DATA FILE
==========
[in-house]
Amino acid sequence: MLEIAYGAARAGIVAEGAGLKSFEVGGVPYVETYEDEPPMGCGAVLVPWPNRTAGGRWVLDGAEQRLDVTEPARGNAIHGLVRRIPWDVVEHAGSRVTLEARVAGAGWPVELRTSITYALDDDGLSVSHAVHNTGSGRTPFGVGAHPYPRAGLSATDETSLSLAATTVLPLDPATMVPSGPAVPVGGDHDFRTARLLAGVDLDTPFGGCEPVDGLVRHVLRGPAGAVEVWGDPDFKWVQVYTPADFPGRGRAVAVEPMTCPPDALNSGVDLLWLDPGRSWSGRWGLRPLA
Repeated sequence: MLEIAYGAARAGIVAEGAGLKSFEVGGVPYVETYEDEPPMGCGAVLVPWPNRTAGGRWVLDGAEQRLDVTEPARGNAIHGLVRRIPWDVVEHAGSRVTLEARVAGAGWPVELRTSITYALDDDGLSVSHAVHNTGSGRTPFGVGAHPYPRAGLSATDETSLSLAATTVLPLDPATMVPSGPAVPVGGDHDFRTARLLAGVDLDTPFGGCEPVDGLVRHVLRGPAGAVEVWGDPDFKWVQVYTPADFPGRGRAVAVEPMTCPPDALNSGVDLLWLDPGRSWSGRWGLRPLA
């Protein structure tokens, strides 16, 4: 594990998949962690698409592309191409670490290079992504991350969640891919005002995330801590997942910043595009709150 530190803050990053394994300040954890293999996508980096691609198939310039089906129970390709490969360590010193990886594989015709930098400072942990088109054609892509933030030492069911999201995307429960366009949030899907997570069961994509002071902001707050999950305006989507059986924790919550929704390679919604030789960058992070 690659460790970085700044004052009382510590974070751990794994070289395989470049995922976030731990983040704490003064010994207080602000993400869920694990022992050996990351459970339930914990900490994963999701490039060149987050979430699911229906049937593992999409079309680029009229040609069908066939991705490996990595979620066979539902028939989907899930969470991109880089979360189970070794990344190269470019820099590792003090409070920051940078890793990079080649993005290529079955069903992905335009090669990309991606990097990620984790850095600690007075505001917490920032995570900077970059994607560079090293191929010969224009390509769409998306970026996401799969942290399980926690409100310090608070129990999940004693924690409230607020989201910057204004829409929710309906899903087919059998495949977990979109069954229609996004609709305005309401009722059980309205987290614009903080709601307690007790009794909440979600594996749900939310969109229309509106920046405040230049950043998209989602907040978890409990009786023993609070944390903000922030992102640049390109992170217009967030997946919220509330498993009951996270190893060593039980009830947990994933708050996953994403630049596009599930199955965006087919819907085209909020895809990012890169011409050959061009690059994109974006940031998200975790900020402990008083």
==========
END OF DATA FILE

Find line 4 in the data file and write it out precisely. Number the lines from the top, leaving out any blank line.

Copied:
């Protein structure tokens, strides 16, 4: 594990998949962690698409592309191409670490290079992504991350969640891919005002995330801590997942910043595009709150 530190803050990053394994300040954890293999996508980096691609198939310039089906129970390709490969360590010193990886594989015709930098400072942990088109054609892509933030030492069911999201995307429960366009949030899907997570069961994509002071902001707050999950305006989507059986924790919550929704390679919604030789960058992070 690659460790970085700044004052009382510590974070751990794994070289395989470049995922976030731990983040704490003064010994207080602000993400869920694990022992050996990351459970339930914990900490994963999701490039060149987050979430699911229906049937593992999409079309680029009229040609069908066939991705490996990595979620066979539902028939989907899930969470991109880089979360189970070794990344190269470019820099590792003090409070920051940078890793990079080649993005290529079955069903992905335009090669990309991606990097990620984790850095600690007075505001917490920032995570900077970059994607560079090293191929010969224009390509769409998306970026996401799969942290399980926690409100310090608070129990999940004693924690409230607020989201910057204004829409929710309906899903087919059998495949977990979109069954229609996004609709305005309401009722059980309205987290614009903080709601307690007790009794909440979600594996749900939310969109229309509106920046405040230049950043998209989602907040978890409990009786023993609070944390903000922030992102640049390109992170217009967030997946919220509330498993009951996270190893060593039980009830947990994933708050996953994403630049596009599930199955965006087919819907085209909020895809990012890169011409050959061009690059994109974006940031998200975790900020402990008083």